PAHO/WHO: Pfizer vaccine hopeful, but wait on final outcome
NASSAU, BAHAMAS — Prime Minister Dr Hubert Minnis yesterday urged residents to continue to adhere to public health measures to curb the spread of COVID-19 amid reports of a possible vaccine and “hope on the horizon”.
Yesterday, the Pan American Health Organization (PAHO) commended the strides made in the early analysis of a coronavirus vaccine by drugmaker Pfizer.
However, officials stressed the world must wait until the full outcome of the study.
“I also want to remind the country, that despite the recent good news of a possible vaccine in the months ahead, we still have quite a way to go before this pandemic is over,” said Minnis during a national address last night.
“A widely distributed vaccine will take some time. In the meantime, we must continue to use public health measures to keep us and our loved ones safe. There is hope on the horizon.”
“But let us continue to hold on and to do the right things in order to save lives and to protect our health and that of our fellow Bahamians.”
During a briefing on the COVID-19 situation in the Americas yesterday, Assistant Director Dr Jarbas Barbosa said the good news, “brings hope for not only countries in the Americas but in the whole world”.
“These are very good news and I think that it brings hope for not only countries in the Americas but in the whole world,” he said.
On Monday, United States-based Pfizer Inc and its German partner BioNTech announced that initial analysis from its vaccine candidate shows it is more than 90 percent effective in preventing COVID-19 in participants who had never been infected with the virus.
It looked at the first 94 confirmed cases of COVID-19 and found that 10 percent of the infections were in people who had the vaccine, and 90 percent of the infection were people given a placebo.
Barbosa noted however that there is still no vaccine for the virus, so public health measures must continue to be practice at all levels.
Barbosa noted that 10 vaccines are currently in the final stage of clinical trials.
He underscored that at the end of the trials, and before licensing and distribution can begin, the data from the studies will have to be published in scientific journals for the global scientific community to double-check the data very carefully, including the samples, methodology, and findings.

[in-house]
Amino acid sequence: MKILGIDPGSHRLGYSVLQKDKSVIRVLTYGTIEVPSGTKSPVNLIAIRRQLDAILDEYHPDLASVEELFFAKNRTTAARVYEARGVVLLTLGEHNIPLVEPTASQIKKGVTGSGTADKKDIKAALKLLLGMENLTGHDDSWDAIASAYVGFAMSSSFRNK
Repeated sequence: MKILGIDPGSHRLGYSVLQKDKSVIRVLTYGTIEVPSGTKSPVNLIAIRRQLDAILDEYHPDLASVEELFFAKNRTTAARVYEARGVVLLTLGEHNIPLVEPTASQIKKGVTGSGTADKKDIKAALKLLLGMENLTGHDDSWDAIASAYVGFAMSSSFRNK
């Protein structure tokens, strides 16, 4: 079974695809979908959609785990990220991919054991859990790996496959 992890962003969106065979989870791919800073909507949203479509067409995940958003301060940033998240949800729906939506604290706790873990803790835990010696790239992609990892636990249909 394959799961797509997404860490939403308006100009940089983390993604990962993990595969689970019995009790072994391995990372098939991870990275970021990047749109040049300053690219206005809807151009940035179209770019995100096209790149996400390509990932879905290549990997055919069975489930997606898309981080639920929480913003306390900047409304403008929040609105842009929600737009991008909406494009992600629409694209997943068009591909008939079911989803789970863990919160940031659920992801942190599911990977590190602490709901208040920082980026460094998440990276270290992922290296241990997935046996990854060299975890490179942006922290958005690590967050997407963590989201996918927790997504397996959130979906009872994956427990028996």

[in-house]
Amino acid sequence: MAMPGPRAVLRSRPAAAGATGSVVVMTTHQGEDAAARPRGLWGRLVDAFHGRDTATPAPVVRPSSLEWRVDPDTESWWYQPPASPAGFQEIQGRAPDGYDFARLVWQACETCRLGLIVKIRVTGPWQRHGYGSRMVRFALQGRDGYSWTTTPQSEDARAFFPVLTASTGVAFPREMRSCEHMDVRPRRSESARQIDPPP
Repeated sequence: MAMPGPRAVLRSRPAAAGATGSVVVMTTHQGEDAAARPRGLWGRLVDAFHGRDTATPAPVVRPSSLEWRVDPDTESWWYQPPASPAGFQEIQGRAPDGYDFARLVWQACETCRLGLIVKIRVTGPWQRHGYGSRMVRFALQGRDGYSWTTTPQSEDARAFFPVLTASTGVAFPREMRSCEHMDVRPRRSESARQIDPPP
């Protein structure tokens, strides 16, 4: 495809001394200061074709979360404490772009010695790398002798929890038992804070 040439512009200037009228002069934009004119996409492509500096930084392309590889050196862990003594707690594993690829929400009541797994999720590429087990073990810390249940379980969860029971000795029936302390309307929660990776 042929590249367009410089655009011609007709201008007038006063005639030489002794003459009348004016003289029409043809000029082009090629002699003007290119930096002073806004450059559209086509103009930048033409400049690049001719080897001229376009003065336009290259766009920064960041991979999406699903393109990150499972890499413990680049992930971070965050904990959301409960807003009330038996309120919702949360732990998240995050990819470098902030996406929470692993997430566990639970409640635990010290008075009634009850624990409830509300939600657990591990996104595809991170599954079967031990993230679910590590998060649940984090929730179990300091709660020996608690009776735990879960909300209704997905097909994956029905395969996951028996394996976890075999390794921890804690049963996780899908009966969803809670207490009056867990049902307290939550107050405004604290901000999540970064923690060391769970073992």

The findings will also have to be presented before regulatory authorities to be licensed to sell this vaccine in a specific country and be prequalified by WHO to be supported by the United Nations, the COVAX Facility, and others.
“It’s good to see that the vaccines are very close to finalizing,” Barbosa added.
“It’s a very critical step. But you need to wait to have a full review of the outcomes of the results that they are getting. It’s not easy to get a date.
“They need to produce the vaccine, they need to deploy the vaccine, the countries need to be ready to give the vaccination. But hopefully, we will have a vaccine available in the first semester of 2021.”
The COVAX Facility, convened by Gavi, CEPI and WHO, will afford countries in the region the best opportunity to fast-track access to COVID-19 vaccines.
The COVAX Facility offers access to a basket of 15 possible vaccines.
As of October, more than 150 countries have sent their letter of intent to join the COVAX initiative and more are expected to follow.
United States President Donald Trump has said the US will not join the COVAX global effort to develop, manufacture and distribute a coronavirus vaccine, in part due to the World Health Organization’s (WHO) involvement – which the country has withdrawn from.